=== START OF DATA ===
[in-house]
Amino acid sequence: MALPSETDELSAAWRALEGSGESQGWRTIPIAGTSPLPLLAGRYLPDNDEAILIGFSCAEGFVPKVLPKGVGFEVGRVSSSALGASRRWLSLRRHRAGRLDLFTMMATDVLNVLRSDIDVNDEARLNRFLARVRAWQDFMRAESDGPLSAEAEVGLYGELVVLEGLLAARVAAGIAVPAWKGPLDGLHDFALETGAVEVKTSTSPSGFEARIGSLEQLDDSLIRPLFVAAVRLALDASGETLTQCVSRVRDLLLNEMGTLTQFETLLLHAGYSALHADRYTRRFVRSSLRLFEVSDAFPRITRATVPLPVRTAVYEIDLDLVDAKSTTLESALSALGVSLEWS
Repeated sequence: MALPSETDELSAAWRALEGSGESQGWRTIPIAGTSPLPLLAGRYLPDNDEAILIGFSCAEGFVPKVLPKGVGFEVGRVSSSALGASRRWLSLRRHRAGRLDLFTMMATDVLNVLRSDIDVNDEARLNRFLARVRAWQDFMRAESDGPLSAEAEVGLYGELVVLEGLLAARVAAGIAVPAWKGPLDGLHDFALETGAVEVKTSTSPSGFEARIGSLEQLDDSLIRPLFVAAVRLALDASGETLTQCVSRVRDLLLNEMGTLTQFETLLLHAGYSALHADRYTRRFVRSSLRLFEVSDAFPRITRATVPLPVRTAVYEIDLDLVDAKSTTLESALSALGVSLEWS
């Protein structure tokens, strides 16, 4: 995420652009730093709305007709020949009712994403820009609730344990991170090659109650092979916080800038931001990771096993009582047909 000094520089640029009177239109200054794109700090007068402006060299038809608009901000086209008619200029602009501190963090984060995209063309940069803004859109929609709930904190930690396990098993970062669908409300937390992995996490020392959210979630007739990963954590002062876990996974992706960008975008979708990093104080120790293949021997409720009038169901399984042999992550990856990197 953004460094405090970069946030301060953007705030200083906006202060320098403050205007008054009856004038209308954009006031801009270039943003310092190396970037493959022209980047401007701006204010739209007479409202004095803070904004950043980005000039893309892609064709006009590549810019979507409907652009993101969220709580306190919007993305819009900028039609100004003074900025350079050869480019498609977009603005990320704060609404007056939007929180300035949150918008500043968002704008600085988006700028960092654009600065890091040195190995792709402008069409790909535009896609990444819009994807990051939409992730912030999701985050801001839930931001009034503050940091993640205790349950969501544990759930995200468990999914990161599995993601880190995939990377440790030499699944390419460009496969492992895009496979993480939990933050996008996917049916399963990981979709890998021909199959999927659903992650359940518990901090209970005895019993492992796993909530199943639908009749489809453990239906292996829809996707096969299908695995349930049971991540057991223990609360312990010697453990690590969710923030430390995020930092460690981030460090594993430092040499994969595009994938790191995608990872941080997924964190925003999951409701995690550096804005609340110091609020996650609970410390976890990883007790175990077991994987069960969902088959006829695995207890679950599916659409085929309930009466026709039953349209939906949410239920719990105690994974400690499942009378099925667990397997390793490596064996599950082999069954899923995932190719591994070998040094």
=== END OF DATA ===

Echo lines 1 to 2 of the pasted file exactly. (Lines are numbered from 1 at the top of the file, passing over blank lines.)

[in-house]
Amino acid sequence: MALPSETDELSAAWRALEGSGESQGWRTIPIAGTSPLPLLAGRYLPDNDEAILIGFSCAEGFVPKVLPKGVGFEVGRVSSSALGASRRWLSLRRHRAGRLDLFTMMATDVLNVLRSDIDVNDEARLNRFLARVRAWQDFMRAESDGPLSAEAEVGLYGELVVLEGLLAARVAAGIAVPAWKGPLDGLHDFALETGAVEVKTSTSPSGFEARIGSLEQLDDSLIRPLFVAAVRLALDASGETLTQCVSRVRDLLLNEMGTLTQFETLLLHAGYSALHADRYTRRFVRSSLRLFEVSDAFPRITRATVPLPVRTAVYEIDLDLVDAKSTTLESALSALGVSLEWS